The Rolls-Royce Silver Shadow (I and II) represent the highest-selling models in the company’s history. Spanning the time between 1965 and 1980, these two generations were built in three distinct body styles: coupe, cabriolet, and saloon. So, what made the Silver Shadow so popular? Well, quite a lot, it turns out.


Compare the Silver Shadow to its predecessor, and it’s immediately clear why this model was a big deal.  You see, the Silver Cloud looked ancient compared to the Silver Shadow. And underneath, it was, too. Some of the many improvements made on the new model include unitary construction, disc brakes, and independent rear suspension. It’s almost like transitioning from a box truck to a, well, Rolls-Royce.

Two engines were installed in the Rolls-Royce Silver Shadow, both in V8 configuration. From 1965 to 1970, the big luxury barge came with a 6.2-litre engine making 172bhp. After 1970, a larger 6.75-litre unit bumped the power up to 189bhp.

Comfort is Key

Because of its unitary construction, the Silver Shadow offered more space for passengers than its predecessor. An impressive feat, this, when you consider that it is both narrower and shorter in length than the Silver Cloud. To take the comfort quotient up even further, Rolls installed a hydropneumatics suspension. This self-levelling system was borrowed from Citroen and resulted in a positively velvety ride quality.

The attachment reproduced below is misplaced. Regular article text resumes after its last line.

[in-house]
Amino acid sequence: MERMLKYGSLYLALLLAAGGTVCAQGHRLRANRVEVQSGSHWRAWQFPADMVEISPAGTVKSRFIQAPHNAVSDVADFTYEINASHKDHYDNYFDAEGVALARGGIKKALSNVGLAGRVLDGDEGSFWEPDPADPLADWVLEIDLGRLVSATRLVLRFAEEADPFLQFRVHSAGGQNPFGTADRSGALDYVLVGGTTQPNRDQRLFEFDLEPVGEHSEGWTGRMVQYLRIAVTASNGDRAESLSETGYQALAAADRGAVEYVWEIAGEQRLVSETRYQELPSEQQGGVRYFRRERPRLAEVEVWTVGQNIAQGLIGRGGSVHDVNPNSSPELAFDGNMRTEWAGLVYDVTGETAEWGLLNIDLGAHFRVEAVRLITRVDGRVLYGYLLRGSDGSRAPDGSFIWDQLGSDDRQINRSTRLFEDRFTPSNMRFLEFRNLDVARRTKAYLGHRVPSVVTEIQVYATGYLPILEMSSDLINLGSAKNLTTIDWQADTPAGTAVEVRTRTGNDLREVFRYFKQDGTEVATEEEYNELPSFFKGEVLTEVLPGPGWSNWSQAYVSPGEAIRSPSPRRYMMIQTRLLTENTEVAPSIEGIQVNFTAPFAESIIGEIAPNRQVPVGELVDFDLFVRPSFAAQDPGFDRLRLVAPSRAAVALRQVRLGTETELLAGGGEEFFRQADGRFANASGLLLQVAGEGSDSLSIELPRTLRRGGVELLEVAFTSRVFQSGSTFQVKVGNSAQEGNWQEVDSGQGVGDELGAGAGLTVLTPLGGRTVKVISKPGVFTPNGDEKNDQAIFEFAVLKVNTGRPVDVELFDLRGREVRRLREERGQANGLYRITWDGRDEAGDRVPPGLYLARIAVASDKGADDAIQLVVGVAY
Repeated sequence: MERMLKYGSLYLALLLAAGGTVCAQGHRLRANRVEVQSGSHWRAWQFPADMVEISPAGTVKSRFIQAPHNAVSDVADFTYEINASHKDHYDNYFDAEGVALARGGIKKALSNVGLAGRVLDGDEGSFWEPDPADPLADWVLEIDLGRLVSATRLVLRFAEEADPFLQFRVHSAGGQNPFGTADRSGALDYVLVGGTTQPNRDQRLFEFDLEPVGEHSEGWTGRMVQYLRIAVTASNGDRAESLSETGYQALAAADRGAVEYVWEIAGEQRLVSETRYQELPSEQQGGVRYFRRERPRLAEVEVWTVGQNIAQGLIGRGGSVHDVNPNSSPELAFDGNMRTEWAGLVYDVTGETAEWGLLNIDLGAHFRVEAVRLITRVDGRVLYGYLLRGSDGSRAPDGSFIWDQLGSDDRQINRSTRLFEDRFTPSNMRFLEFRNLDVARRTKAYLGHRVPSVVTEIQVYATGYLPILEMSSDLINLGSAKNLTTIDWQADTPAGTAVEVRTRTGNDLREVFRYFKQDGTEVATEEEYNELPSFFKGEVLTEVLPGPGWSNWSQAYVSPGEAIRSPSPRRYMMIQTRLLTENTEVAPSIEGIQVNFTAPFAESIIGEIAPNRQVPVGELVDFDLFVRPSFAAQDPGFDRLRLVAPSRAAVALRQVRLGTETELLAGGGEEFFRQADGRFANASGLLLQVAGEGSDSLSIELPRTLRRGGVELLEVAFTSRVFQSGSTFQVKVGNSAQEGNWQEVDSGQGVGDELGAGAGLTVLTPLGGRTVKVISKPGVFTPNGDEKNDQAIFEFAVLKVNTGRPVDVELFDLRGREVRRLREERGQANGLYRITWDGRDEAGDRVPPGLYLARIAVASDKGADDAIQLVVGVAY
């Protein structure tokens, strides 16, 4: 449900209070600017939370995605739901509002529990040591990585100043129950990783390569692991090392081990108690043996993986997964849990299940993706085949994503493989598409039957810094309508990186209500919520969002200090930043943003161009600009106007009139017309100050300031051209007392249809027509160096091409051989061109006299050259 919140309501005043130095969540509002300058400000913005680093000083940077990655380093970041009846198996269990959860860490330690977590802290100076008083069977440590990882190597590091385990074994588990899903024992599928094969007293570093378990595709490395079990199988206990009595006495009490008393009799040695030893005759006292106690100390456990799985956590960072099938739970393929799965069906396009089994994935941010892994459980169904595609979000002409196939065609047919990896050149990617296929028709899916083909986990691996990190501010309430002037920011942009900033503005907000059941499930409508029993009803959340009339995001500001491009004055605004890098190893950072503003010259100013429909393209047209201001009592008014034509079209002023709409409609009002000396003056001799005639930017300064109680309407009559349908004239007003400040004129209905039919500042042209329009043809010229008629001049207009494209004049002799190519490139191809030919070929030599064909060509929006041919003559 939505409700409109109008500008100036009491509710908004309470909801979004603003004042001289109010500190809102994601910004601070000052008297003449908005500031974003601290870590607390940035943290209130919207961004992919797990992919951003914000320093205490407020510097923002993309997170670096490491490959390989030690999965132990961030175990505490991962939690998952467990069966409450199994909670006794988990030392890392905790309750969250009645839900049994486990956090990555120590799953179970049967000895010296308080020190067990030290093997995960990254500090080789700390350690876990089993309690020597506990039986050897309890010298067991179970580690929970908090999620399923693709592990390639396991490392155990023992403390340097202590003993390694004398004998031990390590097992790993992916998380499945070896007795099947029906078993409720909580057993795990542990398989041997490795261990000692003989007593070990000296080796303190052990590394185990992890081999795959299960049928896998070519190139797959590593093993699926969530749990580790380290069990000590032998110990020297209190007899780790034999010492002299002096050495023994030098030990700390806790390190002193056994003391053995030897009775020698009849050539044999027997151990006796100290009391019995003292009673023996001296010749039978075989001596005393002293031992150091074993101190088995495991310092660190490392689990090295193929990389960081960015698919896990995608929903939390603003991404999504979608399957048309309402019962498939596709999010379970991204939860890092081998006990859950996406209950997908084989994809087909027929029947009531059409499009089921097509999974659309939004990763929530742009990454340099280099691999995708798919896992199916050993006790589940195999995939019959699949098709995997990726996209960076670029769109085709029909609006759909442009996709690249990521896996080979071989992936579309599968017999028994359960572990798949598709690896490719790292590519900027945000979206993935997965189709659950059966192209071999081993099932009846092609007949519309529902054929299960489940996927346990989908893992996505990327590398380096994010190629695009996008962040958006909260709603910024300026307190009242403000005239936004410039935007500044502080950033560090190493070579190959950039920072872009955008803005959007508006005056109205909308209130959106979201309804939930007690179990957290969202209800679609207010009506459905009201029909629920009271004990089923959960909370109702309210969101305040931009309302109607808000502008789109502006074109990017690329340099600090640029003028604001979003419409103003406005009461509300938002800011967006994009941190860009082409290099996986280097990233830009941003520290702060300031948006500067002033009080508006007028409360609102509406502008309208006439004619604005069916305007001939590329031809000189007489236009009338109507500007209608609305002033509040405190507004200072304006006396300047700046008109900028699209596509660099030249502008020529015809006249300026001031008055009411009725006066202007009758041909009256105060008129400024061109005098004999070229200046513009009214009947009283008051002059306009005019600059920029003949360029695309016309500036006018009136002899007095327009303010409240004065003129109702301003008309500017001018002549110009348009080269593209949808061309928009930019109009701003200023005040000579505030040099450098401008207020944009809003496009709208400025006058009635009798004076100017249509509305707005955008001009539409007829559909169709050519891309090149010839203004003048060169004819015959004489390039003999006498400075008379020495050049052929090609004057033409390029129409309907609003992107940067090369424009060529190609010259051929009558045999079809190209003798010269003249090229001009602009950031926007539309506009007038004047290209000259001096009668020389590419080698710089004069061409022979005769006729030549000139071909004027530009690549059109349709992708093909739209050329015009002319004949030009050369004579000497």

Silver Shadow II

So numerous were the updates to the Silver Shadow that Rolls-Royce added a “II” to the model name. These changes include standard energy-absorbing bumpers, new front suspension, and rack-and-pinion steering. These last two revisions reportedly improved the steering and handling remarkably.


After listing all of the improvements made to the big luxury car, it’s easy to see why it would have been popular with the public. And, selling over 30,000 units in its lifetime, it was spectacularly so. As it that wasn’t enough, several other models were based on the Silver Shadow, including the Wraith II, Corniche, and Camargue. The Bentley T was also based on the same platform.


Submit a Comment

Your email address will not be published. Required fields are marked *

This site uses Akismet to reduce spam. Learn how your comment data is processed.